A National Labor Relations Board (NLRB) Administrative Law Judge (ALJ) recently found that a policy of Whole Foods Markets, Inc., prohibiting employees from recording conversations in the workplace did not violate the National Labor Relations Act (the Act). Because cell phones, tablets, and other devices with recording capabilities are now ubiquitous, even in the workplace, employers should take note of this decision as they draft and apply their own anti-recording rules.

In Whole Foods Market, Inc., the ALJ found that, because the text of the employer’s rule explained its purpose, and because that purpose was “clear, logical, and legitimate,” no employee could reasonably construe the rule as a prohibition on rights protected by the Act.

According to the Whole Foods policy, employees could not “record conversations with a tape recorder or other recording device (including a cell phone or any electronic device) unless prior approval is received from [their] store or facility leadership.” It further stated: “The purpose of this policy is to eliminate a chilling effect to the expression of views that may exist when one person is concerned that his or her conversation with another is being secretly recorded. This concern can inhibit spontaneous and honest dialogue especially when sensitive or confidential matters are being discussed.”

Analyzing the Whole Foods recording ban under the test articulated by the NLRB in its 2004 Lutheran Heritage Village-Livonia decision, the ALJ determined that the rule did not explicitly restrict any activities protected by the Act because making recordings in the workplace is not a protected right. Further, the rule did not prohibit employees from engaging in any other protected, concerted activities, or speaking about them. Indeed, “[t]he only activity the rule forbids is recording conversations or activities with a recording device. Thus, an employee is free to speak to other employees and engage in protected, concerted activities in those conversations.”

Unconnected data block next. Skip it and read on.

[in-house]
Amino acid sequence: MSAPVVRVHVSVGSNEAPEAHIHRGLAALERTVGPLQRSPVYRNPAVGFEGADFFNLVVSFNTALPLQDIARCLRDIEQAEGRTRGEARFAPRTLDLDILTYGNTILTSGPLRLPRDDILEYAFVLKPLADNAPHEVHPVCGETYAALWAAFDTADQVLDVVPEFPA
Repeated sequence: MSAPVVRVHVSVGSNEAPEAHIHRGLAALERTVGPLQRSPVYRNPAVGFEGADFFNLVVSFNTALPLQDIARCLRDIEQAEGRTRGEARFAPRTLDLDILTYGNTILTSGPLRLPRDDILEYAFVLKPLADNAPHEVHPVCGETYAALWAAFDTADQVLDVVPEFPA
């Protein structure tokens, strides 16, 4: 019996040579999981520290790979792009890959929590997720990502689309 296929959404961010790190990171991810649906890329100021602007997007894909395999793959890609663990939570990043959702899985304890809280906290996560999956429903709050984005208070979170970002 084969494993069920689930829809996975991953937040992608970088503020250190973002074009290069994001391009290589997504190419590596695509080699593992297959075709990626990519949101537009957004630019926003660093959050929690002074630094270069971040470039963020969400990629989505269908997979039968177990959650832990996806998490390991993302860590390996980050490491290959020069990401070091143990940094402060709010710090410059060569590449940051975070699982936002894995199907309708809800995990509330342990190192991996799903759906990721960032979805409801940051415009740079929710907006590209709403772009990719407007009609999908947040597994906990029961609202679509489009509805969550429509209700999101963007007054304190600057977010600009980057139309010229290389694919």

The ALJ also found no evidence to suggest that Whole Foods established the policy in response to union activity or that it had applied the rule to restrict the exercise of rights protected by the Act. The ALJ likewise concluded that employees would not reasonably construe the policy as prohibiting activities protected by the Act.

The NLRB General Counsel argued that the rule precluded collection of recorded evidence that could be presented in administrative and judicial forums. The ALJ noted, however, that an employee could present a contemporaneous written record of the conversation, as well as his or her own testimony.

Employers should review any existing policies prohibiting the use of recording devices to ensure that the stated reasons for their policies are clear. Employers should also review other policies that limit the use of technology in the workplace to ensure that they too meet the NLRB’s evolving standards.

Employers should take note, however, that the ALJ’s decision is subject to review by the NLRB, if either party files exceptions to the decision. As it did in recent decisions involving the use of social media, it is likely that the NLRB would scrutinize the impact of any no-recording rule on employees’ rights. We will continue to monitor and report on these developments.

If you have questions about the ALJ’s ruling or its implications, please contact William K. Kennedy II at 215.864.8243 or kennedyw@ballardspahr.com, Christopher T. Cognato at 215.864.8612 or cognatoc@ballardspahr.com, or the member of the Labor and Employment Group with whom you work. 


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